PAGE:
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Ex-NFL Star Ward Still Talking About Coaching At UGA

Hines Ward loves his alma mater.  It also sounds as if he loves the idea of coaching at Georgia someday.  But does the recently retired Pittsburgh Steeler really want to invest the kind of time the coaching profession requires?

That’s what the ex-receiver is trying to figure out after shadowing current Bulldog offensive coordinator Mike Bobo this spring:


“I loved everything about it, it’s just the time commitment.  I just left football. That’s something that I’m still deciding.  I’d love to coach here, there’s no question about it.  I don’t know if I’m ready for that commitment just yet because there’s so much time that you have to put in it.  I love Georgia.  If I ever get into coaching, it would definitely be here first…

I don’t want to be one foot in and one foot out.  If I get into coaching I want to be all in…

I always said if I wanted to get back into coaching the University of Georgia would probably be my first place just because I want to give back to my university and I think I have a lot to offer to the state of Georgia and the kids because I’ve been in their shoes before.  I think it wouldn’t be fair to my university (to coach somewhere else).  I’m a Georgia kid… Georgia’s my home.  It’s where I reside at.  For me, it’s only 50 minutes commute where I live at.  The possibility is there.”


Ah, but what possibility?  If Ward were to join the UGA staff — and Mark Richt would have to actually offer him  a gig before he could accept it, of course — someone currently on the staff would have to go to make room for him.  (Yeah, yeah.  We know, Dog fans, Bobo.)  Ward is aware of that fact, too:


“I’m not trying to step on anybody.  To be honest, that would be the worst thing.  I don’t want to take anyone’s food off their plate.  I’m a Georgia guy, played 14 years, I played the wide receiver position.  Coach (Tony) Ball, I’m not trying to step on his toes.  I don’t want him sweating or anything.  I love the guy, respect him.  He coached some great players through here.  I just wanted to see if there was interest and see if I was interested in getting into coaching.”


Well, I’m sure Ball appreciates Ward tossing his position out as the obvious spot for Ward to land… should he decide to coach in Athens and should Richt offer him that opportunity.

With the Georgia staff currently filled, Ward is also considering broadcasting as a future field.  At least in the short-term.  ”We’ll see,” he said.  ”It’s great to have options.”

Ward also shared with the press his thoughts on the Bulldogs’ program and in-state recruiting.  (As you might have noticed, he’s not real shy about talking… something he’d have to change if he were to enter the super-secret, uber-stealthy world of collegiate coaching.)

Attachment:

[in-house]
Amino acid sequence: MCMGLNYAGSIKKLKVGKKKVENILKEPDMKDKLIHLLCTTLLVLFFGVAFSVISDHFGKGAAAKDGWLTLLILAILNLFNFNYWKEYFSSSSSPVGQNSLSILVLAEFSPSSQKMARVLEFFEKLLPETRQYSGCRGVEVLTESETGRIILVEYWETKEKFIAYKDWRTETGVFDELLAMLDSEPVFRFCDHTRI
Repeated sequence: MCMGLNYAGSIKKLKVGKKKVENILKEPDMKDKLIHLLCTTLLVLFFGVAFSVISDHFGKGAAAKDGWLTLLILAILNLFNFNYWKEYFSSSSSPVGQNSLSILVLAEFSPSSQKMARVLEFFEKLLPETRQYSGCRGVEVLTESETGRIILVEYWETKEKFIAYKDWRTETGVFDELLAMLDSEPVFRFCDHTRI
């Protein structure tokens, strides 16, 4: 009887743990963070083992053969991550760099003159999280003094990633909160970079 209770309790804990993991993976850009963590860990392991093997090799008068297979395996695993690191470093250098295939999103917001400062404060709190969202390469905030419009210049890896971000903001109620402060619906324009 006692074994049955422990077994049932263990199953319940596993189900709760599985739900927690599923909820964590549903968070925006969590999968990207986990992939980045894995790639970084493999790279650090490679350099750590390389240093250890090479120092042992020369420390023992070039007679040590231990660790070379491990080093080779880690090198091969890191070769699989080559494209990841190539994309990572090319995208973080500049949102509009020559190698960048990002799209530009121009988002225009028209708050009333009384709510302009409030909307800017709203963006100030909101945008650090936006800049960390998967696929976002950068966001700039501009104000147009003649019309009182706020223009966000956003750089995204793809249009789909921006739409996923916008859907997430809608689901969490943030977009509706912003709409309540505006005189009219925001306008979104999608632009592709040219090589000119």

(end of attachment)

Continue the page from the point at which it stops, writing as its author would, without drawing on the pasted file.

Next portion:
“It irks me that talent goes to the University of Florida and Alabama and stuff like that. We need to keep our top recruits here in the state of Georgia.  Because Georgia’s always been close.  We’re on the cusp of doing big things.  It’s just one game or one play here or there, who knows, maybe the player that we lost out of the state of Georgia, that player can probably make a difference and maybe we can win a national title.

“The recruiting process (if Ward became a coach), I think would be easy.  The parents can recognize me, a lot of them grew up with me.  A lot of them watched me on ‘Dancing with the Stars.’  A lot of the fathers saw me play 14 years at a high level in Pittsburgh.  So I think I have a lot to give back to the university.”


From a recruiting standpoint, the name “Hines Ward” would definitely open some additional doors for UGA.  This is also the kind of potential move that heats up talk radio shows and messageboards.  ”Why it’s a no-brainer,” most Dawg fans will bellow.

But not all great players make great coaches.  In fact, the list of star players who’ve turned into star coaches is much, much shorter than the list of stars who’ve turned into total busts as coaches.  But Ward is clearly interested in coaching at his old school and Richt and Georgia should weigh the possibilities accordingly.

That doesn’t mean the school should toss a full-time gig to someone who’s never coached before and who has — it seems — rather loose lips when it comes to discussing other coaches’ jobs, the ease of recruiting, and the fact that Richt’s program is “just one game or one play” away from winning a national title.

Look, we get it.  At first blush, it seems that Ward plus Georgia would equal a perfect marriage.  But perfect marriages rarely result from first-date elopements.

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